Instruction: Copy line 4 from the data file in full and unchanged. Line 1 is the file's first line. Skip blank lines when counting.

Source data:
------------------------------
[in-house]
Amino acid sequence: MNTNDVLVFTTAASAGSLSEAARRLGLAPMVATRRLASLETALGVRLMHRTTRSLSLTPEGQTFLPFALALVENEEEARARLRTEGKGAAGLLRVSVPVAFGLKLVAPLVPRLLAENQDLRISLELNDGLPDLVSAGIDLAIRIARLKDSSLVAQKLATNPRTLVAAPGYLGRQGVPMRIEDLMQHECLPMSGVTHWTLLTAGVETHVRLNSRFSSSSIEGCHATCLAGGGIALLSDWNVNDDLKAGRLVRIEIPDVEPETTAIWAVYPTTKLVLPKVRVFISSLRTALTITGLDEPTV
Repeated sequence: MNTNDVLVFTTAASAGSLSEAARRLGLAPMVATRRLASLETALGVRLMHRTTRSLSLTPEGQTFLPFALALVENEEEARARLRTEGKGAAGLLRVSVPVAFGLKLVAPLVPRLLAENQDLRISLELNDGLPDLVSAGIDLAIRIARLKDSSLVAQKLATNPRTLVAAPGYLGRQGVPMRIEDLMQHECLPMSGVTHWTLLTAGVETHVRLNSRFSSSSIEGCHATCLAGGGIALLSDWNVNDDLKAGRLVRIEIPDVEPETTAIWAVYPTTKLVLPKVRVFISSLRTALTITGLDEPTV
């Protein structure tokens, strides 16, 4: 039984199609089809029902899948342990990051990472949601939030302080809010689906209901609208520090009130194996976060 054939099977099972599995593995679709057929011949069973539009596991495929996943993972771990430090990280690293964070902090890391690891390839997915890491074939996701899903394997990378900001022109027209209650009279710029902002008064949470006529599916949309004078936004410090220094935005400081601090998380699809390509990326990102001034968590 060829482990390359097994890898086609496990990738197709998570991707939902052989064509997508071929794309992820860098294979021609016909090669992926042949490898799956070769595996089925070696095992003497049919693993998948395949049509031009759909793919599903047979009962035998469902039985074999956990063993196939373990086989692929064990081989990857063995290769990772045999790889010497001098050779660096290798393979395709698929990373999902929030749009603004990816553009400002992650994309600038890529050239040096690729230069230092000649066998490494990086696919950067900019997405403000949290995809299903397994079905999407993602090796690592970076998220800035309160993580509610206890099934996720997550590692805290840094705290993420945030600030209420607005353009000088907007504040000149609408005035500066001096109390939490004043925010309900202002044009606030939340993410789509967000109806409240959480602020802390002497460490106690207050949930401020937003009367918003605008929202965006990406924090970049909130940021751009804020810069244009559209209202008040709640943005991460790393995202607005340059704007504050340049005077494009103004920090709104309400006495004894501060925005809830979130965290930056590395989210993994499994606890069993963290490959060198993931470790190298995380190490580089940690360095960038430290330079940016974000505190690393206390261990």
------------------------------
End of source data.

């Protein structure tokens, strides 16, 4: 039984199609089809029902899948342990990051990472949601939030302080809010689906209901609208520090009130194996976060 054939099977099972599995593995679709057929011949069973539009596991495929996943993972771990430090990280690293964070902090890391690891390839997915890491074939996701899903394997990378900001022109027209209650009279710029902002008064949470006529599916949309004078936004410090220094935005400081601090998380699809390509990326990102001034968590 060829482990390359097994890898086609496990990738197709998570991707939902052989064509997508071929794309992820860098294979021609016909090669992926042949490898799956070769595996089925070696095992003497049919693993998948395949049509031009759909793919599903047979009962035998469902039985074999956990063993196939373990086989692929064990081989990857063995290769990772045999790889010497001098050779660096290798393979395709698929990373999902929030749009603004990816553009400002992650994309600038890529050239040096690729230069230092000649066998490494990086696919950067900019997405403000949290995809299903397994079905999407993602090796690592970076998220800035309160993580509610206890099934996720997550590692805290840094705290993420945030600030209420607005353009000088907007504040000149609408005035500066001096109390939490004043925010309900202002044009606030939340993410789509967000109806409240959480602020802390002497460490106690207050949930401020937003009367918003605008929202965006990406924090970049909130940021751009804020810069244009559209209202008040709640943005991460790393995202607005340059704007504050340049005077494009103004920090709104309400006495004894501060925005809830979130965290930056590395989210993994499994606890069993963290490959060198993931470790190298995380190490580089940690360095960038430290330079940016974000505190690393206390261990």